It could be stocks, cars, widgets, ads, stereos, it doesn’t matter: there’s a high percentage of you that will ‘get’ to experience possibly this less-than-glamorous career path.
“The word ‘salesperson’ conjures up a lot of stereotypes,” says Jeffery Fox, a Harvard Business graduate and founder of Fox & Company, an award-winning marketing consulting firm. ‘It makes me think of Glengarry Glen Ross. That is NOT a good example of a sales person. It can be a school teacher selling students on writing, parents selling a kid on cleaning a room – it’s more than just sales.”
In his book Secrets of Great Rainmakers, Fox goes to great lengths to differentiate between a normal salesperson and a rainmaker, who is a salesperson that “sells the most, makes the best, and does it during any condition.”
The good news? Fox can make you rain – or is that reign?
Is becoming a ‘rainmaker’ easy? Is it teachable?
The best sales people are actually modest, quiet and ask a lot of questions. That’s something that can be taught. But it’s hard for schools to do. Very few faculty have the necessary battle scars; they come from an academic-oriented mindset, a lot statistics. That’s not what I teach.
Sales has a lot of failure, which you don’t talk about.
It doesn’t matter how much you fail, it’s the amount of success. You could fail all day and then make $5 million in one call. Failures happen. I call it the SW Rule: ‘Some will, some won’t, so what?’ That’s the mindset of a rainmaker. Don’t take the failure to heart.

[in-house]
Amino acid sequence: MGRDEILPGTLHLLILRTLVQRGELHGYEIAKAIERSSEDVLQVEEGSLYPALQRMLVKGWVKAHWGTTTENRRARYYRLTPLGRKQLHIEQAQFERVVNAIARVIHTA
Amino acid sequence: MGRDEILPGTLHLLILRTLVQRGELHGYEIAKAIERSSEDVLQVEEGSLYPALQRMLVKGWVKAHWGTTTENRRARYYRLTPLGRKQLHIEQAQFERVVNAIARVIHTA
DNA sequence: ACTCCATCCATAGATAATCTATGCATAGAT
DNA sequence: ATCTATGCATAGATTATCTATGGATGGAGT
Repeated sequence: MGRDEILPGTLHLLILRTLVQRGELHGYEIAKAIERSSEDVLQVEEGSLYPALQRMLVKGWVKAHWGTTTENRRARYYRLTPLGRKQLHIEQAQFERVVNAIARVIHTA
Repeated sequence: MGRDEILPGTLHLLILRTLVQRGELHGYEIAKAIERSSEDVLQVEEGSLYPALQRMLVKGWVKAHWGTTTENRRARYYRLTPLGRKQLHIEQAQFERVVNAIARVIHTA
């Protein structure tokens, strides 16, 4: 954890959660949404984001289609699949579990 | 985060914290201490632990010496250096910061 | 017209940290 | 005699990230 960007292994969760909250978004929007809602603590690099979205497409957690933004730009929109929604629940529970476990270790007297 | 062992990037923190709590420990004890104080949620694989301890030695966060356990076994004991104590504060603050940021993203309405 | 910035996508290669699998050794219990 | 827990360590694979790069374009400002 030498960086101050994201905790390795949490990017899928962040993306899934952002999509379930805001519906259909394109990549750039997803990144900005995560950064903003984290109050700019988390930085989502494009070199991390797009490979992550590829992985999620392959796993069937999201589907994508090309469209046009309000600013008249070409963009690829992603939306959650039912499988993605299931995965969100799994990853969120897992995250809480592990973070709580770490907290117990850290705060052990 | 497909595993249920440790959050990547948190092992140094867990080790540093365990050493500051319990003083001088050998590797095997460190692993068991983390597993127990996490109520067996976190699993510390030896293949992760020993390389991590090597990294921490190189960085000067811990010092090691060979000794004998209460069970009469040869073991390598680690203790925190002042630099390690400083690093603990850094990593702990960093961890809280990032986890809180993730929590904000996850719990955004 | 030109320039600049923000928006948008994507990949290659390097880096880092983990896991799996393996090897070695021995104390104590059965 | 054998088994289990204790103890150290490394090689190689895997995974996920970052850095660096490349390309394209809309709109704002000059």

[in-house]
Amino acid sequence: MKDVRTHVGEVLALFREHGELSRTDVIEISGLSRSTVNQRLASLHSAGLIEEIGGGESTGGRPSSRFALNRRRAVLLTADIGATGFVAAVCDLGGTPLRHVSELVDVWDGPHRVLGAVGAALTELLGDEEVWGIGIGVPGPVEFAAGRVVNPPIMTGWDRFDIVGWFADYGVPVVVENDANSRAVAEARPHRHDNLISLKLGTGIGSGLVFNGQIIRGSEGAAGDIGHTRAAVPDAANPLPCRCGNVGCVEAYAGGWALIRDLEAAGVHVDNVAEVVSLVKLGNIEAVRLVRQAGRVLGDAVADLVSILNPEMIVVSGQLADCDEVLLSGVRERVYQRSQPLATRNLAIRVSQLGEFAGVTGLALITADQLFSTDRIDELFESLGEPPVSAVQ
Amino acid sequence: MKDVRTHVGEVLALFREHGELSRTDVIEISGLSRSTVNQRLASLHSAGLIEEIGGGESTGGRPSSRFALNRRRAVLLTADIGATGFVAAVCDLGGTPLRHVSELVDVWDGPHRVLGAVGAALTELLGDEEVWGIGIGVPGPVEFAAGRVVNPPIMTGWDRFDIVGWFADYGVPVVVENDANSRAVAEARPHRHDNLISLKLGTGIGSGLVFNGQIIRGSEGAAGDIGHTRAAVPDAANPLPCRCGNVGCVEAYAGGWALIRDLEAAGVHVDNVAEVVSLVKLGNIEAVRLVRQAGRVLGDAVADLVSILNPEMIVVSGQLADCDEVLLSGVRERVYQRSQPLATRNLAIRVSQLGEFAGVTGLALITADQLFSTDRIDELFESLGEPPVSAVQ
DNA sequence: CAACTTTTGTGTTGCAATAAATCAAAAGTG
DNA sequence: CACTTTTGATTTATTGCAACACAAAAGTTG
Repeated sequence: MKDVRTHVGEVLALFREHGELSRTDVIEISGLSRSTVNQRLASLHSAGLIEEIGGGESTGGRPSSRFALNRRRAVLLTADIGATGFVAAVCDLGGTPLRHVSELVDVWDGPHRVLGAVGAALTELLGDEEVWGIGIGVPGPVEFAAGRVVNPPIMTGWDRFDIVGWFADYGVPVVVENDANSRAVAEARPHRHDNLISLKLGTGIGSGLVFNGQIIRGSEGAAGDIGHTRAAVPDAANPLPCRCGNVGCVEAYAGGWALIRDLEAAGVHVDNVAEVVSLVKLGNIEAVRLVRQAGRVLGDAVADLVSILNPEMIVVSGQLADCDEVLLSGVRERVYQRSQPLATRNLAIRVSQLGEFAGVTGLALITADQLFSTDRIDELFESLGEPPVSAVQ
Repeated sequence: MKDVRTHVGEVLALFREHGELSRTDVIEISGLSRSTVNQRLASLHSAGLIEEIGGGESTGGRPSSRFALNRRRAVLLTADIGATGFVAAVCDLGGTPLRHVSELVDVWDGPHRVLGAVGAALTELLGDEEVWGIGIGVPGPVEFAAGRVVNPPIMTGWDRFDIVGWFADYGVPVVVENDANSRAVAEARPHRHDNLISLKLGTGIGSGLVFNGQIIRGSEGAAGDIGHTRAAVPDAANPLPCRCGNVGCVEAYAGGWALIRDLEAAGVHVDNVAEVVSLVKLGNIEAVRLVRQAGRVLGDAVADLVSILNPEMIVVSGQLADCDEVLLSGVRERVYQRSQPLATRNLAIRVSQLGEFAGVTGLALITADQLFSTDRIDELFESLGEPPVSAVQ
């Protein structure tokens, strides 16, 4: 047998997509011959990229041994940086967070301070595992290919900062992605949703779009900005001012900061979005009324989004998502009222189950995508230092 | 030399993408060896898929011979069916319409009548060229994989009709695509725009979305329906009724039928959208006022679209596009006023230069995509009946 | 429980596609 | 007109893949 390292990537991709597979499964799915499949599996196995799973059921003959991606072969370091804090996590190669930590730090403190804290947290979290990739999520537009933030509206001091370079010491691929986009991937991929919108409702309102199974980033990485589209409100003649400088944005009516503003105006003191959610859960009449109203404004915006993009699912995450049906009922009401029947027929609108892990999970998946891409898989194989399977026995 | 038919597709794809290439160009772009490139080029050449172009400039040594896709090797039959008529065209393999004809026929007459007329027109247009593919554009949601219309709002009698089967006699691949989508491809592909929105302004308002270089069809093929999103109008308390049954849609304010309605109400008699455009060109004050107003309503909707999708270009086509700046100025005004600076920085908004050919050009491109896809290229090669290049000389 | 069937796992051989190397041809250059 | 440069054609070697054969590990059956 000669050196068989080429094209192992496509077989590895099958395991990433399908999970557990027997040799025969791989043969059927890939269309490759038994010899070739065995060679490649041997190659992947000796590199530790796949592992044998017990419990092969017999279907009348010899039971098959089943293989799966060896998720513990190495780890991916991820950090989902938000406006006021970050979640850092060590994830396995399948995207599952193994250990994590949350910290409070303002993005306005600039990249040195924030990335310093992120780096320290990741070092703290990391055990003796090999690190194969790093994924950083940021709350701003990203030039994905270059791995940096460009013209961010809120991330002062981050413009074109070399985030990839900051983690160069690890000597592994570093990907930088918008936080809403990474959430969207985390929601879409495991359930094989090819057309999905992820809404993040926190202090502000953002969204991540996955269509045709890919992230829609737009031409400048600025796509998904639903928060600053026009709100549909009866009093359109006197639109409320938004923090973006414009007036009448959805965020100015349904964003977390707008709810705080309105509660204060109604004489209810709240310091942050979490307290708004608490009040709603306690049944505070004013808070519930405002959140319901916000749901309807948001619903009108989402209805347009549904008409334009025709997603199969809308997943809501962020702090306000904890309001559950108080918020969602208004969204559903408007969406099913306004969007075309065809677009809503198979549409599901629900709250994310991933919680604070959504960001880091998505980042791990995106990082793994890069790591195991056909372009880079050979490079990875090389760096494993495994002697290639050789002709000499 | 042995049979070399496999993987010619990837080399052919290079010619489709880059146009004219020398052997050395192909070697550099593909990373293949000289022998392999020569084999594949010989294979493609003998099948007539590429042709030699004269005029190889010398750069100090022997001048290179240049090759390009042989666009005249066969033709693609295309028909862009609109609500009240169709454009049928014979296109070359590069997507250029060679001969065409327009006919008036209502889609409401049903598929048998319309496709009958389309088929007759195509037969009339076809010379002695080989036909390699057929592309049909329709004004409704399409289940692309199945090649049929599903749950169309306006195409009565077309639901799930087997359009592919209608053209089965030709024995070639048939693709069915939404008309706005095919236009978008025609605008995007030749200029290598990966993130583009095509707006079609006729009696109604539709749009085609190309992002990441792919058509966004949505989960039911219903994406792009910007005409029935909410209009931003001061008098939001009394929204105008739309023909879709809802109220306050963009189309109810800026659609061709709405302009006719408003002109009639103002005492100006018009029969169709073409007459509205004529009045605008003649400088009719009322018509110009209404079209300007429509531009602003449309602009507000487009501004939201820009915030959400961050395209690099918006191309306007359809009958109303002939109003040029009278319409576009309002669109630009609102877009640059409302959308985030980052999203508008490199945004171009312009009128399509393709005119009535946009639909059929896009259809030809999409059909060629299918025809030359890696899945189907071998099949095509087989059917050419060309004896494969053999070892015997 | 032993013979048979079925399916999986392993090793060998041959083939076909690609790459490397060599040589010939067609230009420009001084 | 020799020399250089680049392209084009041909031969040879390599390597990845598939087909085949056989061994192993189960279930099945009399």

In sales, is there a point when you can give up?
Your style must be most accommodating AND polite. It’s easy to be one, but not the other. You quit when the account isn’t worth it’ but if it’s worth $10 million, you KEEP calling. I knew this guy, Michael Chen, who didn’t know anyone in the aviation business when he started. But instead of getting shot down by the little people, he just started directly contacting the CEOs and COOs of every airline. He was persistent, too, but also polite. Eventually he got what he needed, and now he’s a VP at GE. If you have something of value to the customer, and if the amount of money is of interest. they’ll take your call.
I’m just out of college and jobless. What now?
Follow this simple exercise: 1) Draw a circle, 40 miles around where you want to live, and identify companies of interest in that area. 2) Do extensive homework on why the president or vice-president of that company should hire you. 3) Send a five-sentence letter to that person explaning how to cut costs or increase their revenue.